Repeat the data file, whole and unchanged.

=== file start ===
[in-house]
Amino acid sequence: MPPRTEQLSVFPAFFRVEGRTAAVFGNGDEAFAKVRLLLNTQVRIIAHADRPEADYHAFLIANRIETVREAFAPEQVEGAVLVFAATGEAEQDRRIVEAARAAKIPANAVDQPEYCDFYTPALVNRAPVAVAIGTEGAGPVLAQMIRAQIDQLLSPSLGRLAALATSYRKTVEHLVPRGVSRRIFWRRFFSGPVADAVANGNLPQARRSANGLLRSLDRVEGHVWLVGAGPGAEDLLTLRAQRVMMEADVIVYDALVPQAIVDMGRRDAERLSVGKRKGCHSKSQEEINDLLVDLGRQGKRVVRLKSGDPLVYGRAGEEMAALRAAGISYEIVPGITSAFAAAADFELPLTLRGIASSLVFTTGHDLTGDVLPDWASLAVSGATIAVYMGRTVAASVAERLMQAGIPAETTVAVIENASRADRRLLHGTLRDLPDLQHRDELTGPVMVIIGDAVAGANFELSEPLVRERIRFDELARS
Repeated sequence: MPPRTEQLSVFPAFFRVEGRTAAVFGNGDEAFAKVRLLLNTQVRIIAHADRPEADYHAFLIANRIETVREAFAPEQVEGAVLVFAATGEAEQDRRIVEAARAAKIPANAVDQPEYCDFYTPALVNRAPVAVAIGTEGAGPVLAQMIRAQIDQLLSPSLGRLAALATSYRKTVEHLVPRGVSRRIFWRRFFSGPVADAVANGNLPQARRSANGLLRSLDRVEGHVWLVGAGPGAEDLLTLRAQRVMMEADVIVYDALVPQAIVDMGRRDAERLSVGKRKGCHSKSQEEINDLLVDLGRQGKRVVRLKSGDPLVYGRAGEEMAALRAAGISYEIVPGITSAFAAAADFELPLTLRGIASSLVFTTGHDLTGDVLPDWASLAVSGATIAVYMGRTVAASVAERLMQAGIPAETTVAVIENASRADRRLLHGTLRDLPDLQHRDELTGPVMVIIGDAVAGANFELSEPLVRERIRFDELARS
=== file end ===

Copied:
[in-house]
Amino acid sequence: MPPRTEQLSVFPAFFRVEGRTAAVFGNGDEAFAKVRLLLNTQVRIIAHADRPEADYHAFLIANRIETVREAFAPEQVEGAVLVFAATGEAEQDRRIVEAARAAKIPANAVDQPEYCDFYTPALVNRAPVAVAIGTEGAGPVLAQMIRAQIDQLLSPSLGRLAALATSYRKTVEHLVPRGVSRRIFWRRFFSGPVADAVANGNLPQARRSANGLLRSLDRVEGHVWLVGAGPGAEDLLTLRAQRVMMEADVIVYDALVPQAIVDMGRRDAERLSVGKRKGCHSKSQEEINDLLVDLGRQGKRVVRLKSGDPLVYGRAGEEMAALRAAGISYEIVPGITSAFAAAADFELPLTLRGIASSLVFTTGHDLTGDVLPDWASLAVSGATIAVYMGRTVAASVAERLMQAGIPAETTVAVIENASRADRRLLHGTLRDLPDLQHRDELTGPVMVIIGDAVAGANFELSEPLVRERIRFDELARS
Repeated sequence: MPPRTEQLSVFPAFFRVEGRTAAVFGNGDEAFAKVRLLLNTQVRIIAHADRPEADYHAFLIANRIETVREAFAPEQVEGAVLVFAATGEAEQDRRIVEAARAAKIPANAVDQPEYCDFYTPALVNRAPVAVAIGTEGAGPVLAQMIRAQIDQLLSPSLGRLAALATSYRKTVEHLVPRGVSRRIFWRRFFSGPVADAVANGNLPQARRSANGLLRSLDRVEGHVWLVGAGPGAEDLLTLRAQRVMMEADVIVYDALVPQAIVDMGRRDAERLSVGKRKGCHSKSQEEINDLLVDLGRQGKRVVRLKSGDPLVYGRAGEEMAALRAAGISYEIVPGITSAFAAAADFELPLTLRGIASSLVFTTGHDLTGDVLPDWASLAVSGATIAVYMGRTVAASVAERLMQAGIPAETTVAVIENASRADRRLLHGTLRDLPDLQHRDELTGPVMVIIGDAVAGANFELSEPLVRERIRFDELARS